Bristol dirt earns a high score for fun – but tires are a concern

Alex Bowman was the fastest Chevrolet driver in both practice sessions Friday on the dirt at Bristol Motor Speedway, and said he had a blast taking on the track. “I thought it was a lot of fun,” Bowman said. “The tire wear is a little concerning, but other than that, everything went great, I thought. […]

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Alex Bowman was the fastest Chevrolet driver in both practice sessions Friday on the dirt at Bristol Motor Speedway, and said he had a blast taking on the track.
“I thought it was a lot of fun,” Bowman said. “The tire wear is a little concerning, but other than that, everything went great, I thought. These cars are a lot of fun. They’re really driveable on dirt. It got a little rough, but it’s just character in the racetrack. I enjoyed the hell out of it.”
NASCAR Cup Series teams had two 50-minute practices for the inaugural Food City Dirt Race. It is the first time in 50 years that Cup Series teams have competed on dirt.

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Bowman has some dirt experience from competing in sprint cars. On the other hand, Denny Hamlin, who was the fastest Toyota driver in final practice, said the last time he ran on dirt was when he was in a go-kart at eight years old. But Hamlin also enjoyed the experience.
“I thought it was a lot of fun,” Hamlin said. “It’s a lot of car control and just kind of throttle control, steering wheel patience—things like that. Absolutely from my standpoint, it was a lot of fun and interesting to see when you get off line where you need to go to try to salvage the lap and search around for different color in the racetrack. Yeah, a little different bumpy, but overall it was a fun day.
“It kind of felt like a slow asphalt race or an asphalt race with less grip. You’re not really slinging it sideways. You can, that’s one technique, but it just seems like I just drove it like I normally would, and other than the visibility, it wasn’t that much different.”
So far, Hamlin has found that his regular driving technique translates well to dirt. Harrelson/Motorsport Images
The fastest driver overall in final practice was Ryan Blaney from the Ford camp. But Blaney didn’t think it meant much, and his team focused on getting the car right for the long run. As for the track, Blaney said it was rough and slick.
“Really rough, actually,” he said. “The track is kind of coming up and just crazy big divots. It’s definitely not smooth. It’s rough, but you just run through things that you think will work, and there wasn’t really much lane changing going on. [Kyle] Larson and [Tyler] Reddick could kind of run the top for a little while, and then it kind of went away after a handful of minutes, but just seeing how straight and smooth you can be and trying to keep tires on it.”
For as much fun as drivers seemed had though, there were also concerns on pit road. The word of the day? Tires.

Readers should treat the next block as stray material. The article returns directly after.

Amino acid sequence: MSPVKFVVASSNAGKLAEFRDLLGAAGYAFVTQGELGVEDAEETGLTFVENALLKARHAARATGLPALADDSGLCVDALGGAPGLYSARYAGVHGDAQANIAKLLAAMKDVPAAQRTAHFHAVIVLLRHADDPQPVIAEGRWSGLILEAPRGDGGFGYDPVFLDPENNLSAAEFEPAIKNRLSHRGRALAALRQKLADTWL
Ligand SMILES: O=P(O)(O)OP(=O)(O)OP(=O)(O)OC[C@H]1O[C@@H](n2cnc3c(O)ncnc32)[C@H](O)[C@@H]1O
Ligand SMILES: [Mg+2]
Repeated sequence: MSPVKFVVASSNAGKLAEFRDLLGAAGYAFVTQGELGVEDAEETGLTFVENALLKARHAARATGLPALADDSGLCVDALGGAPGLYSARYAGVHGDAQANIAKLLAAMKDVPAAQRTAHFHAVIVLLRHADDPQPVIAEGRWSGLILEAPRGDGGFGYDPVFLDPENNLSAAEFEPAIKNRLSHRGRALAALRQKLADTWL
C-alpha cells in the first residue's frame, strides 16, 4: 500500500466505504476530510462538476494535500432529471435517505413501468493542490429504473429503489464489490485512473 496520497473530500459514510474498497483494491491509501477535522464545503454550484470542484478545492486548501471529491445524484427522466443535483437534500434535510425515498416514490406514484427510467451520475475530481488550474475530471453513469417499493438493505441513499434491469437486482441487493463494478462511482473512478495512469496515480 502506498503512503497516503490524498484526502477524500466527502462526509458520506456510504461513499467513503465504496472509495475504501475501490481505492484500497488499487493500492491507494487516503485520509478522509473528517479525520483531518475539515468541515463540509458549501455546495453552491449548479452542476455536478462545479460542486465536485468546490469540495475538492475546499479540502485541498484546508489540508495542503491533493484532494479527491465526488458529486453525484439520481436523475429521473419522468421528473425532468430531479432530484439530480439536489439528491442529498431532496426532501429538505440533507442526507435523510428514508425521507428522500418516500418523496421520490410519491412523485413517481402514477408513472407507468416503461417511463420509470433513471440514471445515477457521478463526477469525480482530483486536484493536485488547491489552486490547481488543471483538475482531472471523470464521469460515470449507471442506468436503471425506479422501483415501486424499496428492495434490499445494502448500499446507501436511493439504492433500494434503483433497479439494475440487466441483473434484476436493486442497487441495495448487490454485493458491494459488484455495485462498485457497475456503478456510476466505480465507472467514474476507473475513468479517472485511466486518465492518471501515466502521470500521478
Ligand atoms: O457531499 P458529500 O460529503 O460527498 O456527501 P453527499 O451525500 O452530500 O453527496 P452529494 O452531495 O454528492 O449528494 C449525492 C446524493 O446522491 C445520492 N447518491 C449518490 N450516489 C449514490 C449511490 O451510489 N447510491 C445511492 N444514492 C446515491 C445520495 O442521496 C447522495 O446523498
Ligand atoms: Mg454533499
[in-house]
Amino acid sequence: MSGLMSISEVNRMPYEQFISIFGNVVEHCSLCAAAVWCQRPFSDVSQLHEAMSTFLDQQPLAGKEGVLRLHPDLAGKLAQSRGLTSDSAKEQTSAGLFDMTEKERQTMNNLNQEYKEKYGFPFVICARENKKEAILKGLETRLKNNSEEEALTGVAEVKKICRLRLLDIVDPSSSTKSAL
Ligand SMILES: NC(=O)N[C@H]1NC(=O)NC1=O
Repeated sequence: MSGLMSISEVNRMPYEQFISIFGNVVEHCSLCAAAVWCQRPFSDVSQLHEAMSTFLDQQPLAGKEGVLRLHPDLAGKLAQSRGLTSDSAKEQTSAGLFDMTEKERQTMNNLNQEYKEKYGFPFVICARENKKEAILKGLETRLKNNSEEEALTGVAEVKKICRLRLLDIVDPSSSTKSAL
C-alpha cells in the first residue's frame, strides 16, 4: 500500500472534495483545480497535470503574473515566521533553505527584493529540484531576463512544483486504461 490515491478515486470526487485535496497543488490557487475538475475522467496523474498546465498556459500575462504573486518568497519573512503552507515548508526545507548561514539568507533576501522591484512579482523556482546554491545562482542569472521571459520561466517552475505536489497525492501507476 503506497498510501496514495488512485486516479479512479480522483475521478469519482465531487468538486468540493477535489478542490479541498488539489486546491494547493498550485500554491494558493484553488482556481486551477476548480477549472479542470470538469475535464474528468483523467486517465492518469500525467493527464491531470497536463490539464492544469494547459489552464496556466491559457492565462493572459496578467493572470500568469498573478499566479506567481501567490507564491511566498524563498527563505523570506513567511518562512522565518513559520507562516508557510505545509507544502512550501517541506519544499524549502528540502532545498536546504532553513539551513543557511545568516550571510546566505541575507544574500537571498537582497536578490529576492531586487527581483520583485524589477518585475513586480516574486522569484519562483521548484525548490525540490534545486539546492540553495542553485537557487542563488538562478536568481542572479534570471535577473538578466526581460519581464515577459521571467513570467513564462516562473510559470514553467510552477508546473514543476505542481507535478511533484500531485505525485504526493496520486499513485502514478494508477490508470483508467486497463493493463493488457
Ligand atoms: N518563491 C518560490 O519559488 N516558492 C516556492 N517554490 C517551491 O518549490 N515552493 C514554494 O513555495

“We’re seeing a lot of tires getting corded pretty quickly, especially right rears,” Blaney continued. “Even right fronts started to go pretty quick, so that’s something that’s going to come into play is saving your tires when the track is probably going to be like this come race time.”
In addition to two Cup Series practices, there were also two Truck Series practices on Friday. As the day wore on, the dust did cause visibility issues, but the biggest talk and concern was tire wear.
Sunday’s race will be 250 laps without live pit stops and only five sets of tires. The final stage is 100 laps, and teams can only change tires at the stage breaks.
“It’ll be a challenge, but it’s the same for everyone,” Hamlin said. “I’d be surprised if they don’t change some sort of rules between now and then, either give us another set of tires or a caution lap around. But if they don’t and they run on bald tires, then we all run on bald tires. You just have to make sure you do it better than everybody else.”
Chase Briscoe mentioned how red clay seems to be more abrasive than other dirt surfaces. The Stewart-Haas Racing rookie said he’d like to see NASCAR do something for the race but understands officials are in a tough spot.
“There are no pit crews here, so if you did have something happen under green, it’s just a tough situation,” Briscoe said. “Personally, I’d like to see something halfway through the final stage, maybe split it down the middle at 50 laps. I don’t think that would necessarily change the complexion of the race, but I think it would be better for the teams.”
Rudy Fugle, William Byron’s crew chief, hopes that NASCAR reviews things before the green flag.
“If we don’t get any more tires, it’s going to be really hard – you’re going to have to choose to ride and just maybe try to stay on the lead lap and have some tire left,” said Fugle. “Just not have a flat. I expect, hopefully, that they’re going to add another caution and another set of tires, and that’ll at least let you survive a little bit, but it’s still (about) saving some tire and having tire for when you need to.
“I think that’ll be is manage your stuff. That’s a little bit of the hard thing, and kind of coaching the driver and helping him with lap times and make sure you don’t go too hard, but obviously don’t go a lap down or anything like that. So, you just try to manage the race that way, which is difficult.”



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